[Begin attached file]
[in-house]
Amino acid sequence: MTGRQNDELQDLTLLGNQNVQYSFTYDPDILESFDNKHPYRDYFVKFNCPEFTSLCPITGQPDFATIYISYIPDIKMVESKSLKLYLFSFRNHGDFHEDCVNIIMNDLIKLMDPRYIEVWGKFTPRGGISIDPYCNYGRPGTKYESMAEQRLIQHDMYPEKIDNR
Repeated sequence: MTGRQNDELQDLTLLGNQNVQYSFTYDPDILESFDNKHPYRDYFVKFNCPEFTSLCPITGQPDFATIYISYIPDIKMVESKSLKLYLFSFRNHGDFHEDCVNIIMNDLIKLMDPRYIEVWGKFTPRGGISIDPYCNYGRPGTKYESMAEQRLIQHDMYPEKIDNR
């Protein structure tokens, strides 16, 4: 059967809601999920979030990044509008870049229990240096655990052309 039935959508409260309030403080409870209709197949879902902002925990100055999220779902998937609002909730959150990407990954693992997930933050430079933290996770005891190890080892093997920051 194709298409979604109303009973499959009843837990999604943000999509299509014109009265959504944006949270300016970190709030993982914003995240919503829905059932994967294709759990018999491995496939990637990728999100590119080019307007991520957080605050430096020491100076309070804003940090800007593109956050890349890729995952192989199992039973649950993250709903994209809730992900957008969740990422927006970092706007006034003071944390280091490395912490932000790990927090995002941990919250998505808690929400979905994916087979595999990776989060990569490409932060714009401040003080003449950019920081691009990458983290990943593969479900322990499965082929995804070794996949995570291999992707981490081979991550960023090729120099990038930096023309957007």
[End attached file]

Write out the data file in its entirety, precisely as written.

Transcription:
[in-house]
Amino acid sequence: MTGRQNDELQDLTLLGNQNVQYSFTYDPDILESFDNKHPYRDYFVKFNCPEFTSLCPITGQPDFATIYISYIPDIKMVESKSLKLYLFSFRNHGDFHEDCVNIIMNDLIKLMDPRYIEVWGKFTPRGGISIDPYCNYGRPGTKYESMAEQRLIQHDMYPEKIDNR
Repeated sequence: MTGRQNDELQDLTLLGNQNVQYSFTYDPDILESFDNKHPYRDYFVKFNCPEFTSLCPITGQPDFATIYISYIPDIKMVESKSLKLYLFSFRNHGDFHEDCVNIIMNDLIKLMDPRYIEVWGKFTPRGGISIDPYCNYGRPGTKYESMAEQRLIQHDMYPEKIDNR
């Protein structure tokens, strides 16, 4: 059967809601999920979030990044509008870049229990240096655990052309 039935959508409260309030403080409870209709197949879902902002925990100055999220779902998937609002909730959150990407990954693992997930933050430079933290996770005891190890080892093997920051 194709298409979604109303009973499959009843837990999604943000999509299509014109009265959504944006949270300016970190709030993982914003995240919503829905059932994967294709759990018999491995496939990637990728999100590119080019307007991520957080605050430096020491100076309070804003940090800007593109956050890349890729995952192989199992039973649950993250709903994209809730992900957008969740990422927006970092706007006034003071944390280091490395912490932000790990927090995002941990919250998505808690929400979905994916087979595999990776989060990569490409932060714009401040003080003449950019920081691009990458983290990943593969479900322990499965082929995804070794996949995570291999992707981490081979991550960023090729120099990038930096023309957007």